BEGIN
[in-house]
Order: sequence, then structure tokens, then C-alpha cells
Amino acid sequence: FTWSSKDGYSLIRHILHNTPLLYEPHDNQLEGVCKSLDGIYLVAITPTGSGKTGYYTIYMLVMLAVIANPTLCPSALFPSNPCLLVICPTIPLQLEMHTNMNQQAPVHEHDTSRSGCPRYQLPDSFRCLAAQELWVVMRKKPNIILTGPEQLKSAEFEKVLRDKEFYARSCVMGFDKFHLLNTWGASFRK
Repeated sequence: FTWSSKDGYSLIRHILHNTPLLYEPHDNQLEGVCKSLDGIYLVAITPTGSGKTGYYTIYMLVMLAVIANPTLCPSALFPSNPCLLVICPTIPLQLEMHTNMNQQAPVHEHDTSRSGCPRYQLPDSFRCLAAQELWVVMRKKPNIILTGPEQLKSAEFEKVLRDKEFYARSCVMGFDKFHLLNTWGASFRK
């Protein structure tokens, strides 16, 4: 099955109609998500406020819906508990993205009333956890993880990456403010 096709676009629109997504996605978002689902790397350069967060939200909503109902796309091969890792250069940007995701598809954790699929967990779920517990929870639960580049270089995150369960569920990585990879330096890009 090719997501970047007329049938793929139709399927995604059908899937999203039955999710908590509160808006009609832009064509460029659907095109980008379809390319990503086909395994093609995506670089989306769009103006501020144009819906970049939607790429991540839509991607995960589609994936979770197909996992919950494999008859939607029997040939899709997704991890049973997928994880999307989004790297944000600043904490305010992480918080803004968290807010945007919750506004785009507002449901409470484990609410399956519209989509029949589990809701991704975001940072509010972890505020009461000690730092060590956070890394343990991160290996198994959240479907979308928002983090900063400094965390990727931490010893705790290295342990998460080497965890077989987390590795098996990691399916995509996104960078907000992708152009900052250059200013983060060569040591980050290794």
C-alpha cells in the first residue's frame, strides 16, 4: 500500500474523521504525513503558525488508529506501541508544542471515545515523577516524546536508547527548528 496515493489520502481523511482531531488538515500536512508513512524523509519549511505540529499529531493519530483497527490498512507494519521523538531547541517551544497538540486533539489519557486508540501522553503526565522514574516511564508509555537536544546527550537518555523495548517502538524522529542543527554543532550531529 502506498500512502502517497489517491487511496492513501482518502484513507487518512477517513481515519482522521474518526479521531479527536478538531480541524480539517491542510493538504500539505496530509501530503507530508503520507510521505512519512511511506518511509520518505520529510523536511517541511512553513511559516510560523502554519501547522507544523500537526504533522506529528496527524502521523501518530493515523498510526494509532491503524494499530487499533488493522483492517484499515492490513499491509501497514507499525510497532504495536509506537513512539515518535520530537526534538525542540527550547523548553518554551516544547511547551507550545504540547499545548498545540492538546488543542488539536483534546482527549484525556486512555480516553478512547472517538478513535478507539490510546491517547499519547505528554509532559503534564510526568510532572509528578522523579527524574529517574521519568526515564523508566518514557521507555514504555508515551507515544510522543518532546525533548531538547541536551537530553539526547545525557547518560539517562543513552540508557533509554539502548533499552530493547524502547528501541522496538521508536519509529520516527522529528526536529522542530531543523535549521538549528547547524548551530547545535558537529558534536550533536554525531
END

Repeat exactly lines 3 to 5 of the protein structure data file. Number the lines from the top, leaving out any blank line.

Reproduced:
Amino acid sequence: FTWSSKDGYSLIRHILHNTPLLYEPHDNQLEGVCKSLDGIYLVAITPTGSGKTGYYTIYMLVMLAVIANPTLCPSALFPSNPCLLVICPTIPLQLEMHTNMNQQAPVHEHDTSRSGCPRYQLPDSFRCLAAQELWVVMRKKPNIILTGPEQLKSAEFEKVLRDKEFYARSCVMGFDKFHLLNTWGASFRK
Repeated sequence: FTWSSKDGYSLIRHILHNTPLLYEPHDNQLEGVCKSLDGIYLVAITPTGSGKTGYYTIYMLVMLAVIANPTLCPSALFPSNPCLLVICPTIPLQLEMHTNMNQQAPVHEHDTSRSGCPRYQLPDSFRCLAAQELWVVMRKKPNIILTGPEQLKSAEFEKVLRDKEFYARSCVMGFDKFHLLNTWGASFRK
């Protein structure tokens, strides 16, 4: 099955109609998500406020819906508990993205009333956890993880990456403010 096709676009629109997504996605978002689902790397350069967060939200909503109902796309091969890792250069940007995701598809954790699929967990779920517990929870639960580049270089995150369960569920990585990879330096890009 090719997501970047007329049938793929139709399927995604059908899937999203039955999710908590509160808006009609832009064509460029659907095109980008379809390319990503086909395994093609995506670089989306769009103006501020144009819906970049939607790429991540839509991607995960589609994936979770197909996992919950494999008859939607029997040939899709997704991890049973997928994880999307989004790297944000600043904490305010992480918080803004968290807010945007919750506004785009507002449901409470484990609410399956519209989509029949589990809701991704975001940072509010972890505020009461000690730092060590956070890394343990991160290996198994959240479907979308928002983090900063400094965390990727931490010893705790290295342990998460080497965890077989987390590795098996990691399916995509996104960078907000992708152009900052250059200013983060060569040591980050290794």